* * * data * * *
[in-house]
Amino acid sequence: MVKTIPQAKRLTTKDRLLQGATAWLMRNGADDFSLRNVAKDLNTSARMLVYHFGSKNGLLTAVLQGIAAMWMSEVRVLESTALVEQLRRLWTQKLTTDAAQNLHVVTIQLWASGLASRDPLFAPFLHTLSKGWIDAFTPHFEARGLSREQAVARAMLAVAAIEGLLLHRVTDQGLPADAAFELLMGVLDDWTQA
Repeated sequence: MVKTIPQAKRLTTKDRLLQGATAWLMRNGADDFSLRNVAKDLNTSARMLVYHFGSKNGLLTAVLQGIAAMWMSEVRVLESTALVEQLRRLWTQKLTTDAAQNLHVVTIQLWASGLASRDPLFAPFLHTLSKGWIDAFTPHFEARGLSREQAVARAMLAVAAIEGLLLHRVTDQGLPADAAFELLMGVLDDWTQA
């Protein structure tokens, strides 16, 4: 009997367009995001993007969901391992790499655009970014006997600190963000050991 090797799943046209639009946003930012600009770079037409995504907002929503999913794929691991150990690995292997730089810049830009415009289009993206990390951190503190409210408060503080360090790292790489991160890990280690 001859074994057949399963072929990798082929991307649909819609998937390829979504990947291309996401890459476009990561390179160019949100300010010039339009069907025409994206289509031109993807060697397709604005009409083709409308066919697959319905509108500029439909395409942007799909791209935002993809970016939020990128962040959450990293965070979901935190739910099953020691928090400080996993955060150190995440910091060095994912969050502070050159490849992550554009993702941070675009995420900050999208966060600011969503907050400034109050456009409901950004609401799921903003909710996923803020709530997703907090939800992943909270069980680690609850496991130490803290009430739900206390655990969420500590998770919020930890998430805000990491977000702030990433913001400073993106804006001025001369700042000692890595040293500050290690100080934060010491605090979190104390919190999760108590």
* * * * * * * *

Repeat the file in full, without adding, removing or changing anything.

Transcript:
[in-house]
Amino acid sequence: MVKTIPQAKRLTTKDRLLQGATAWLMRNGADDFSLRNVAKDLNTSARMLVYHFGSKNGLLTAVLQGIAAMWMSEVRVLESTALVEQLRRLWTQKLTTDAAQNLHVVTIQLWASGLASRDPLFAPFLHTLSKGWIDAFTPHFEARGLSREQAVARAMLAVAAIEGLLLHRVTDQGLPADAAFELLMGVLDDWTQA
Repeated sequence: MVKTIPQAKRLTTKDRLLQGATAWLMRNGADDFSLRNVAKDLNTSARMLVYHFGSKNGLLTAVLQGIAAMWMSEVRVLESTALVEQLRRLWTQKLTTDAAQNLHVVTIQLWASGLASRDPLFAPFLHTLSKGWIDAFTPHFEARGLSREQAVARAMLAVAAIEGLLLHRVTDQGLPADAAFELLMGVLDDWTQA
């Protein structure tokens, strides 16, 4: 009997367009995001993007969901391992790499655009970014006997600190963000050991 090797799943046209639009946003930012600009770079037409995504907002929503999913794929691991150990690995292997730089810049830009415009289009993206990390951190503190409210408060503080360090790292790489991160890990280690 001859074994057949399963072929990798082929991307649909819609998937390829979504990947291309996401890459476009990561390179160019949100300010010039339009069907025409994206289509031109993807060697397709604005009409083709409308066919697959319905509108500029439909395409942007799909791209935002993809970016939020990128962040959450990293965070979901935190739910099953020691928090400080996993955060150190995440910091060095994912969050502070050159490849992550554009993702941070675009995420900050999208966060600011969503907050400034109050456009409901950004609401799921903003909710996923803020709530997703907090939800992943909270069980680690609850496991130490803290009430739900206390655990969420500590998770919020930890998430805000990491977000702030990433913001400073993106804006001025001369700042000692890595040293500050290690100080934060010491605090979190104390919190999760108590």